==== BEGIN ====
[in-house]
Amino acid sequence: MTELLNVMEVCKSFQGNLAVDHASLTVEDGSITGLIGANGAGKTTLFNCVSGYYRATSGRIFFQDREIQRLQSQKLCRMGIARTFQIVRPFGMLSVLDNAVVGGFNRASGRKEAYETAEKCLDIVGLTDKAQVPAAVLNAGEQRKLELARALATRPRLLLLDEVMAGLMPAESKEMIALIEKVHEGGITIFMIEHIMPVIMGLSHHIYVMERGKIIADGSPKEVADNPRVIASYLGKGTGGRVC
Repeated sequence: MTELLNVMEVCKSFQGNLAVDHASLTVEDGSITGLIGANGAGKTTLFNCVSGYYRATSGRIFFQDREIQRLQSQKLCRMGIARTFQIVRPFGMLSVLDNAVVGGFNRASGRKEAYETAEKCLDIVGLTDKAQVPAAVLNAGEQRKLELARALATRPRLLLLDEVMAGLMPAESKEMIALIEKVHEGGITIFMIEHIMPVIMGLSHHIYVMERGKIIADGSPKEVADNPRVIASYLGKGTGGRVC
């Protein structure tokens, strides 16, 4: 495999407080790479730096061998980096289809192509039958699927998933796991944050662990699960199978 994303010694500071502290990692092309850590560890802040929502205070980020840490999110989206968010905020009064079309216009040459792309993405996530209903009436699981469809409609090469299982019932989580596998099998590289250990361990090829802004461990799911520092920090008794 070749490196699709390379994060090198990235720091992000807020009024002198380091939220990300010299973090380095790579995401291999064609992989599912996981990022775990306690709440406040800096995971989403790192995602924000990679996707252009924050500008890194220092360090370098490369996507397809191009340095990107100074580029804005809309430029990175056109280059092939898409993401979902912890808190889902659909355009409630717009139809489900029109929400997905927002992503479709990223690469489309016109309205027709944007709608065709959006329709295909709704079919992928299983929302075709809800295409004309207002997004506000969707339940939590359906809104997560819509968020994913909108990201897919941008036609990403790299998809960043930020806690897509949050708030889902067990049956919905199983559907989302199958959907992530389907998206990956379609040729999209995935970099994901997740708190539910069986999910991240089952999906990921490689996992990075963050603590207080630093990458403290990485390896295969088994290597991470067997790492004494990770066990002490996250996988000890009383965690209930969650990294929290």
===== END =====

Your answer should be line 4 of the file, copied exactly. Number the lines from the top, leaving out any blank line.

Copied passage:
């Protein structure tokens, strides 16, 4: 495999407080790479730096061998980096289809192509039958699927998933796991944050662990699960199978 994303010694500071502290990692092309850590560890802040929502205070980020840490999110989206968010905020009064079309216009040459792309993405996530209903009436699981469809409609090469299982019932989580596998099998590289250990361990090829802004461990799911520092920090008794 070749490196699709390379994060090198990235720091992000807020009024002198380091939220990300010299973090380095790579995401291999064609992989599912996981990022775990306690709440406040800096995971989403790192995602924000990679996707252009924050500008890194220092360090370098490369996507397809191009340095990107100074580029804005809309430029990175056109280059092939898409993401979902912890808190889902659909355009409630717009139809489900029109929400997905927002992503479709990223690469489309016109309205027709944007709608065709959006329709295909709704079919992928299983929302075709809800295409004309207002997004506000969707339940939590359906809104997560819509968020994913909108990201897919941008036609990403790299998809960043930020806690897509949050708030889902067990049956919905199983559907989302199958959907992530389907998206990956379609040729999209995935970099994901997740708190539910069986999910991240089952999906990921490689996992990075963050603590207080630093990458403290990485390896295969088994290597991470067997790492004494990770066990002490996250996988000890009383965690209930969650990294929290």